Coming to Terms with the Dust Bowl

I’ve finished reading a real gem of an old 1940s farming book, Louis Bromfield’s Malabar Farm.  Bromfield questions why farmers so readily squandered their farm’s wealth through bad farming practices.  Erosion and “burning out” the soil (taking organic content and minerals out of the soil via selling crops and never adding nutrients back in) are hot on his mind.  He writes about the Deep South, as it once had mineral-rich soil that was turned into dust by cotton.  He mentions our Corn Belt states, Indiana, Illinois, Missouri and Iowa, as “rich states commonly believed to possess inexhaustible fertility” as depleted, emptied of fertility in three generations.  And then, he got me.  He described Oklahoma, my home state, as “eroded and depleted in one generation.”     

One generation!  For sure he was talking about the Dust Bowl. 

Growing up, I always heard people speak of the Dust Bowl in awe.  Grownups used phrases like “pictures cannot describe…” and “you wouldn’t believe…”   I learned early on that until Merle Haggard sang his “Okie from Muskogee” song with pride, it wasn’t nice to be called an Okie, especially by a Californian.     

But my big take-away was that the Dust Bowl was an act of God.  For most of my life, I believed a horrendous drought like no other caused it.  Humans were innocent victims of a double beat-down by the Great Depression and the choking dust.  I think a lot of people still believe this because we never hear about the bad farming practices that directly caused it.

Sure drought contributed, but the prairies had experienced bad droughts before.  Diverse grasses with 20-foot long roots held dry soil in place.  The Dust Bowl difference:  the prairies were gone. 

Timothy Egan’s The Worst Hard Time (another great book) documents the farming scene after World War I and into the 1920s.  Wheat prices had soared world-wide, and there was a great rush to plant and get rich.  Speculators came into Oklahoma, Texas, and Colorado, sparsely-populated areas with mineral-rich soils, to plant wheat.  They plowed away vast acreages of prairie sod and planted.  They got rich for a while, until the wheat bubble burst in the 1920s.  They left town and left the soil wide open with no cover.  Then severe drought came.  The soil cracked and loosened, and hot, dry winds started carrying it away in sheets.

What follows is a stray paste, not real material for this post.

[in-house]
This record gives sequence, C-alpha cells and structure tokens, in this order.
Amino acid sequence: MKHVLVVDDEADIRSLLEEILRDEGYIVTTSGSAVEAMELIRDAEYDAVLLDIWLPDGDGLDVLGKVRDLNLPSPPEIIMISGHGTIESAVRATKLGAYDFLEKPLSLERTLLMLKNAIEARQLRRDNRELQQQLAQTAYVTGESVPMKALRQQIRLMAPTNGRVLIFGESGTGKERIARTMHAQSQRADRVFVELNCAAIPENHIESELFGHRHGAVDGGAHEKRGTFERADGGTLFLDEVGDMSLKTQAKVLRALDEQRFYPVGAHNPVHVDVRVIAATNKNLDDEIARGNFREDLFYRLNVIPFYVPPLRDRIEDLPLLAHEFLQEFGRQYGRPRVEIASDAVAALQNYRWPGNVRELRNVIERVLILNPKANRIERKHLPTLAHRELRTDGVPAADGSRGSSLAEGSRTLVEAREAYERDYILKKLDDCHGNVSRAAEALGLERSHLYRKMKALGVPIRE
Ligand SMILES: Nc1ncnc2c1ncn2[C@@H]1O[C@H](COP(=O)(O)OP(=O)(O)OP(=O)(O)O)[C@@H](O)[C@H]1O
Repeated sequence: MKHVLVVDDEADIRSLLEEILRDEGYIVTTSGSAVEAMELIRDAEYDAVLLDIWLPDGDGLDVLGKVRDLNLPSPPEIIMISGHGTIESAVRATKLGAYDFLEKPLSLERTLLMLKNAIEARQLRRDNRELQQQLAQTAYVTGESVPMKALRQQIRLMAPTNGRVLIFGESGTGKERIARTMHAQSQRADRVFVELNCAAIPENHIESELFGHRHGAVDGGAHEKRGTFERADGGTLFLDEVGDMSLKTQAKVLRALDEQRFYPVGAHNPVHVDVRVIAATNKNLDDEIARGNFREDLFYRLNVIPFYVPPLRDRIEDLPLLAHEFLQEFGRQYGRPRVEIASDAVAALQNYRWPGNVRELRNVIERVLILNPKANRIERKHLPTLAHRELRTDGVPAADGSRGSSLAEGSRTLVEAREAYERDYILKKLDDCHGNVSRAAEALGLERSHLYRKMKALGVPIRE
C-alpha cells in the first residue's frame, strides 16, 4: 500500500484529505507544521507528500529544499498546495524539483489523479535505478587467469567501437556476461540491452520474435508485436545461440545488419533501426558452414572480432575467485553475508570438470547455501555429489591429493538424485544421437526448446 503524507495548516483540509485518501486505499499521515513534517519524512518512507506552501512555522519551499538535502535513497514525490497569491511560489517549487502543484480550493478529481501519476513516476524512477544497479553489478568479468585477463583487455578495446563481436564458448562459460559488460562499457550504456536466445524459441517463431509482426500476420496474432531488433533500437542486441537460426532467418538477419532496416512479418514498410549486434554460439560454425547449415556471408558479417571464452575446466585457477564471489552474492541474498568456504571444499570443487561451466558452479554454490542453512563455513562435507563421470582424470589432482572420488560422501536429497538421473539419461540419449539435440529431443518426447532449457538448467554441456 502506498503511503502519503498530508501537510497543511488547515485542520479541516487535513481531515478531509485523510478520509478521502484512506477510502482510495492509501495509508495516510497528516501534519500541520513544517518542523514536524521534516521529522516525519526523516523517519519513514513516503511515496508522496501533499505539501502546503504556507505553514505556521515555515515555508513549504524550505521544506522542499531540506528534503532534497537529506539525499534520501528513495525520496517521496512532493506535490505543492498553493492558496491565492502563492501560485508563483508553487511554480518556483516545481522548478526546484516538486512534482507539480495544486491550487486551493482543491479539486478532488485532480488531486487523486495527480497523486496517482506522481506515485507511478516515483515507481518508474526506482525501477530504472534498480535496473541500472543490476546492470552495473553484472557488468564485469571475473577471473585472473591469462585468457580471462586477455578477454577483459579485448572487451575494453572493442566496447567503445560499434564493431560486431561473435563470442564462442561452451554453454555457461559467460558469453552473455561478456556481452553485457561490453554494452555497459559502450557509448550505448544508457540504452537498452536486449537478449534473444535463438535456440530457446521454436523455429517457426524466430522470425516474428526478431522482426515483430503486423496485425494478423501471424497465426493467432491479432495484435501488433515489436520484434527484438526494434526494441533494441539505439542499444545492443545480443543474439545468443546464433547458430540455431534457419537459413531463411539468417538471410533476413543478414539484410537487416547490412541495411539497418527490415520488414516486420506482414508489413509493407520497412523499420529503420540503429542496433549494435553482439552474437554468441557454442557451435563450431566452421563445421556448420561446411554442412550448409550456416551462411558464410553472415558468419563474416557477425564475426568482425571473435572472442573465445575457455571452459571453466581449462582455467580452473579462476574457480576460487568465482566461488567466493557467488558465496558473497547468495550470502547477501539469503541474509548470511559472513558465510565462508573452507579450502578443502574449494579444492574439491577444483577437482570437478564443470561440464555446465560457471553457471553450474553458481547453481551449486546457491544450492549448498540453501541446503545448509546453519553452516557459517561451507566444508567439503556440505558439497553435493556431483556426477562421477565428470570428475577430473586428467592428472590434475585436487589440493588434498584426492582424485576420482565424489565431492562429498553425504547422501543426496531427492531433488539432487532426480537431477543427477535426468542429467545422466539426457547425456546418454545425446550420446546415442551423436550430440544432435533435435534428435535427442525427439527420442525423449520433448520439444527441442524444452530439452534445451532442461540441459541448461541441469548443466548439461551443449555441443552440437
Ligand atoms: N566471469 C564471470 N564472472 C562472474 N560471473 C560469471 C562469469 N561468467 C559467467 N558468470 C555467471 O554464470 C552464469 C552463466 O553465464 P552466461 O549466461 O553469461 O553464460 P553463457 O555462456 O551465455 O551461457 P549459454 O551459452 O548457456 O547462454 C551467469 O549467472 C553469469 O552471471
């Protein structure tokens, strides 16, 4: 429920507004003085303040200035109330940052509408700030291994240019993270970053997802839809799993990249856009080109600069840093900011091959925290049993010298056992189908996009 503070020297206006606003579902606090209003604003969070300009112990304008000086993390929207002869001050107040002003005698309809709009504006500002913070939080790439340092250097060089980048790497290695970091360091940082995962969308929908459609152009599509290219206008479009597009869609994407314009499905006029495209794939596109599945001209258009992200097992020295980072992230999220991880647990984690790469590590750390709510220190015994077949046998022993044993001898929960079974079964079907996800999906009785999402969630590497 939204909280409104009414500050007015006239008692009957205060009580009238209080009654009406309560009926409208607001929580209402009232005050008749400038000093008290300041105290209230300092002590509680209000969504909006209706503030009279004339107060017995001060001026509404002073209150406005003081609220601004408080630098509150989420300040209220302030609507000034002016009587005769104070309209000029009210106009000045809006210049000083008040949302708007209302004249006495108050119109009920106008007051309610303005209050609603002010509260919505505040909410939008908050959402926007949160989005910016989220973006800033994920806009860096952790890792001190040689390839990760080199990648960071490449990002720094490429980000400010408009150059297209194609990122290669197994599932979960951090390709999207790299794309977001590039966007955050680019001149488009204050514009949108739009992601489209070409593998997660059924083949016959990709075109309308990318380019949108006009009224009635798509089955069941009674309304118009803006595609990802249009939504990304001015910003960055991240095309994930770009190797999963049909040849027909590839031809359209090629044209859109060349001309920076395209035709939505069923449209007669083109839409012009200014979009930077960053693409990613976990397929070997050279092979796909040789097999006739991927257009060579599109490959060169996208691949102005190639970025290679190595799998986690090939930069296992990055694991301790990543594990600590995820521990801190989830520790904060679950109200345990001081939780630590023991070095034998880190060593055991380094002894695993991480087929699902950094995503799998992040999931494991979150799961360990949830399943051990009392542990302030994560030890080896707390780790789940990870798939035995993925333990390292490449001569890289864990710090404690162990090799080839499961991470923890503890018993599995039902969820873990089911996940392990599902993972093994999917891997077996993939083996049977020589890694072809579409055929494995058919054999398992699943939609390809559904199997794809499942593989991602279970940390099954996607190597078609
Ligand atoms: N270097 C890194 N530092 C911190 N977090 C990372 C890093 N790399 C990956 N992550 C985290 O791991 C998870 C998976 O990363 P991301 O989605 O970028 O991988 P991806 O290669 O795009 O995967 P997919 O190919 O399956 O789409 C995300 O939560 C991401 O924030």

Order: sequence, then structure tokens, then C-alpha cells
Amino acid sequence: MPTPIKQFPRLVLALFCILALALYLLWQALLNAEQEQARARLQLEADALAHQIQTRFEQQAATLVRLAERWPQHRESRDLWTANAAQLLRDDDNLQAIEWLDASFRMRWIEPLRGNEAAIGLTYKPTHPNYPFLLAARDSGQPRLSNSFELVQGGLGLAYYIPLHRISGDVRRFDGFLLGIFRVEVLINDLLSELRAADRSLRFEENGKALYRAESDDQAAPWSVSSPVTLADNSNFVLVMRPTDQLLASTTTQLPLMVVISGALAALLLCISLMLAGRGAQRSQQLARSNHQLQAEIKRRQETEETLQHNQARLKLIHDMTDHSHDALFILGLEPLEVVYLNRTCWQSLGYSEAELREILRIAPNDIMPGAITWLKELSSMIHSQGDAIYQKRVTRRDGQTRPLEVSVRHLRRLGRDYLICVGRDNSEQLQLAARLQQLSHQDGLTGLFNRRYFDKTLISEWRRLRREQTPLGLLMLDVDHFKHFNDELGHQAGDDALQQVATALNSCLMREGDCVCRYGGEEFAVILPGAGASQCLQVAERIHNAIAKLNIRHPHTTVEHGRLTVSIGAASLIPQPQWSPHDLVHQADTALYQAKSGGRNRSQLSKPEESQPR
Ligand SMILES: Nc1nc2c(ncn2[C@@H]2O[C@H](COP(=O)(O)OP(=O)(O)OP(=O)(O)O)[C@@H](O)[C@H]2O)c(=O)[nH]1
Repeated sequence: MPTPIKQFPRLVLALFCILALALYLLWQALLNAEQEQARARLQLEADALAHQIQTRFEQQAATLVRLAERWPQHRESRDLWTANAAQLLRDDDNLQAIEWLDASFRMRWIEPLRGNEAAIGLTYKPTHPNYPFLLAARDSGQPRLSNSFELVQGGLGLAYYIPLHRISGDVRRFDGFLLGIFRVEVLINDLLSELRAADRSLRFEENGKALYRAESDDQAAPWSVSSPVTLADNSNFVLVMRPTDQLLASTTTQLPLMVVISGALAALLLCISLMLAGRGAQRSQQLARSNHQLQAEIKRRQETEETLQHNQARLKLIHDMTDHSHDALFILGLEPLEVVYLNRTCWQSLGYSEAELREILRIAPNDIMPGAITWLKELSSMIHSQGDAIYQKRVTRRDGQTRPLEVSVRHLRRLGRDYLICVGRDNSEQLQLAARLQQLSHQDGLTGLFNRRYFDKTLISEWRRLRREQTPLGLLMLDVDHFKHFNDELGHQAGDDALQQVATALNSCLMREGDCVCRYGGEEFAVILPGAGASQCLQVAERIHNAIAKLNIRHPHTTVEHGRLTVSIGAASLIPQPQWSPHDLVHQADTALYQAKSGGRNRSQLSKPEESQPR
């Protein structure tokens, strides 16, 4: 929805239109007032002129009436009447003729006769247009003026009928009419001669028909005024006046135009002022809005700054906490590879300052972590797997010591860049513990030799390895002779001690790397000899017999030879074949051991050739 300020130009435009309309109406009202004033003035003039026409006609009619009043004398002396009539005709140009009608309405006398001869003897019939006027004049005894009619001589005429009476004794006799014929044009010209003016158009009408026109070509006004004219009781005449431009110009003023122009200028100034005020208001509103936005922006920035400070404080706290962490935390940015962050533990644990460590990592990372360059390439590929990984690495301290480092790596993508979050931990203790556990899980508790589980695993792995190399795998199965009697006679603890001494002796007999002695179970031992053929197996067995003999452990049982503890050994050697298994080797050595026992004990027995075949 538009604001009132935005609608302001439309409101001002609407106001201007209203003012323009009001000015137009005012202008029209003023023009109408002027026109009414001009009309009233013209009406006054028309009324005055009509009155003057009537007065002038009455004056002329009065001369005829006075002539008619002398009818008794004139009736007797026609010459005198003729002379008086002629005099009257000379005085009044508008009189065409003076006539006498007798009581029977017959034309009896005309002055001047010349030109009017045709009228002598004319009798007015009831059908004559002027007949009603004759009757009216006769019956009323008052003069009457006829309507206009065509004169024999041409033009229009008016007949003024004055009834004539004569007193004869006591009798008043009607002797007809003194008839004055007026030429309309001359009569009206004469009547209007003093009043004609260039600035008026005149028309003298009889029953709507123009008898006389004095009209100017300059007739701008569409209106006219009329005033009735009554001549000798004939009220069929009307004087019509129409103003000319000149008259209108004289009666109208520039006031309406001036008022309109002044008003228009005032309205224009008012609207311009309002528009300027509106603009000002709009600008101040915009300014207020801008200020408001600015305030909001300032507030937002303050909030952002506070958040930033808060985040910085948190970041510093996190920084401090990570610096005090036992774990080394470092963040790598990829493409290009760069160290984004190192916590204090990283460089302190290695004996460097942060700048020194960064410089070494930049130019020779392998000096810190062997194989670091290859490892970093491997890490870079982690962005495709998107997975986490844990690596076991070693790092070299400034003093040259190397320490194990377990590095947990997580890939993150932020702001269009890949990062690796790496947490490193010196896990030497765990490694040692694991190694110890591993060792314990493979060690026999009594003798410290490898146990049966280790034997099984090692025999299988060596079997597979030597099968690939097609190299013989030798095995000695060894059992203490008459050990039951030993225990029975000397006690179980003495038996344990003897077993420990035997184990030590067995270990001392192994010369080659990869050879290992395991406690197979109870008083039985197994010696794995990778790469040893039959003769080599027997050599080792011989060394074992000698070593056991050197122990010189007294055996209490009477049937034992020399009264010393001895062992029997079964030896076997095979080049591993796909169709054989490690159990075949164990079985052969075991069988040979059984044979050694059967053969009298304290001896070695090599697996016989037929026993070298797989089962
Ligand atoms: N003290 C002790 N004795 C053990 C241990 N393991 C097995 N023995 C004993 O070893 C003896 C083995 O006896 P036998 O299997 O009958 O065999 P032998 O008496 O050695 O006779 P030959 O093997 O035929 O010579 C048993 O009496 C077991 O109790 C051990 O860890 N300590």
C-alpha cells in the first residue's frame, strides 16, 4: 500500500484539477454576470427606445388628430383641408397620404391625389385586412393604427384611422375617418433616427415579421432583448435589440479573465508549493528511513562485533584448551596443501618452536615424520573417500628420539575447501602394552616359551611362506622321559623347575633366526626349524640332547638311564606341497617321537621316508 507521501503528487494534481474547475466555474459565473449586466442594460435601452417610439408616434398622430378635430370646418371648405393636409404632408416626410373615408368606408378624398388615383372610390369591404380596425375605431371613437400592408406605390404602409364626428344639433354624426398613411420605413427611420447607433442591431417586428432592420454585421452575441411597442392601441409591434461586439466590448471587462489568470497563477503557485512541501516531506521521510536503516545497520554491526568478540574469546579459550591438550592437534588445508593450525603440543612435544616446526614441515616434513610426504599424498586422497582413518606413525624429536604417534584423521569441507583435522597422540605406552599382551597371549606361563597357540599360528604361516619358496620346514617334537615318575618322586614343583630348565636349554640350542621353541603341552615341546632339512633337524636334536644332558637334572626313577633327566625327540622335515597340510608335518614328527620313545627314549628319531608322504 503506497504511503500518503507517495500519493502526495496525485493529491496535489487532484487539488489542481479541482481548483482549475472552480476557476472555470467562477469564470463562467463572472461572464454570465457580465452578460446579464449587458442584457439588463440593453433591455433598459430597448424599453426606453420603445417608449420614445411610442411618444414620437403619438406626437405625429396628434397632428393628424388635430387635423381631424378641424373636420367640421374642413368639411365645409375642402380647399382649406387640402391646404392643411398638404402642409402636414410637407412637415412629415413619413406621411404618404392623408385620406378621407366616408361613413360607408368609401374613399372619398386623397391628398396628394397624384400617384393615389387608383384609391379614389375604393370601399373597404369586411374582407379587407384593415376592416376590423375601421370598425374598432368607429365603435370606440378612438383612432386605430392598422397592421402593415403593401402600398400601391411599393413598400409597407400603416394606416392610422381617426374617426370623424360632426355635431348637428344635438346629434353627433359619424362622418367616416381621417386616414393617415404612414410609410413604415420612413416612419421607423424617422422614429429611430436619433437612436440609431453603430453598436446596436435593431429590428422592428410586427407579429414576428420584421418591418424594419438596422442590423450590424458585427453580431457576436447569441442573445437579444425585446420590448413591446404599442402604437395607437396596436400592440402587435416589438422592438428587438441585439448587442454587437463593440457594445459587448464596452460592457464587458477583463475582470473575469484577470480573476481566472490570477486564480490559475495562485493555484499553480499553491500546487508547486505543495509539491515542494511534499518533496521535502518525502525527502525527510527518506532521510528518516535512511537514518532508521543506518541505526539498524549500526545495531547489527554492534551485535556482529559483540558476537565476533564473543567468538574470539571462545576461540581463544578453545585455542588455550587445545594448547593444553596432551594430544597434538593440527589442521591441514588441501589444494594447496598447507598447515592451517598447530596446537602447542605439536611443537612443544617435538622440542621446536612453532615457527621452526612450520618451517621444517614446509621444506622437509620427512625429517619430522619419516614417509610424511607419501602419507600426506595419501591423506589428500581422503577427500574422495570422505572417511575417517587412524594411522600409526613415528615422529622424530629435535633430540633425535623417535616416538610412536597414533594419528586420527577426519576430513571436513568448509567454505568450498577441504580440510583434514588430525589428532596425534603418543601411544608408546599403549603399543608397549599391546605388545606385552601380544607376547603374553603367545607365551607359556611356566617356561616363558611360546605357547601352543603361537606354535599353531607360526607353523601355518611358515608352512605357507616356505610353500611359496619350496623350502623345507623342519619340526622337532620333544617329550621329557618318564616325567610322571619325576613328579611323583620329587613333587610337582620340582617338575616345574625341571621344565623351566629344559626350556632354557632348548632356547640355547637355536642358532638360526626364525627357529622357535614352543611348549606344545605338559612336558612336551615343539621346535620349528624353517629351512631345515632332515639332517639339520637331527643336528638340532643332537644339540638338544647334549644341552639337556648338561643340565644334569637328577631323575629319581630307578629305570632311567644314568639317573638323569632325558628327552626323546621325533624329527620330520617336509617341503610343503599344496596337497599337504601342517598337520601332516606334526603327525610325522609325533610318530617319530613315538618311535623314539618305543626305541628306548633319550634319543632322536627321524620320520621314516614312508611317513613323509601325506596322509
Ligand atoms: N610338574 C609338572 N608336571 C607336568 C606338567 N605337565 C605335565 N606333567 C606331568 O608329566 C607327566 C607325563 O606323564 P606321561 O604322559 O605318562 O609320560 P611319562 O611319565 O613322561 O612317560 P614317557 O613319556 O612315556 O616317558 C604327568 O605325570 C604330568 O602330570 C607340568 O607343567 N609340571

This was environmental disaster on a monumental scale.  Timothy Egan wrote that one enormous dust cloud reached DC, right as a congressional committee was meeting on the disaster.  It’s eerie to think I could be farming on Oklahoma soil, so far from home.  Bromfield mentions that eco-agriculture and respect for the soil was really picking up in the late 1940s.  I really, really wish it had continued.  World War II munitions plants already knew the intricacies of nitrogen, phosphorous, and potassium, key elements in chemical fertilizer.  Farmers were offered easy, drudgery-free ways to fertilize, and soil was disregarded once again.  I think we’re making a turn again though.  Small farms are multiplying, and interest in non-chemical fertility is rising.  Let’s hope it sticks this time.


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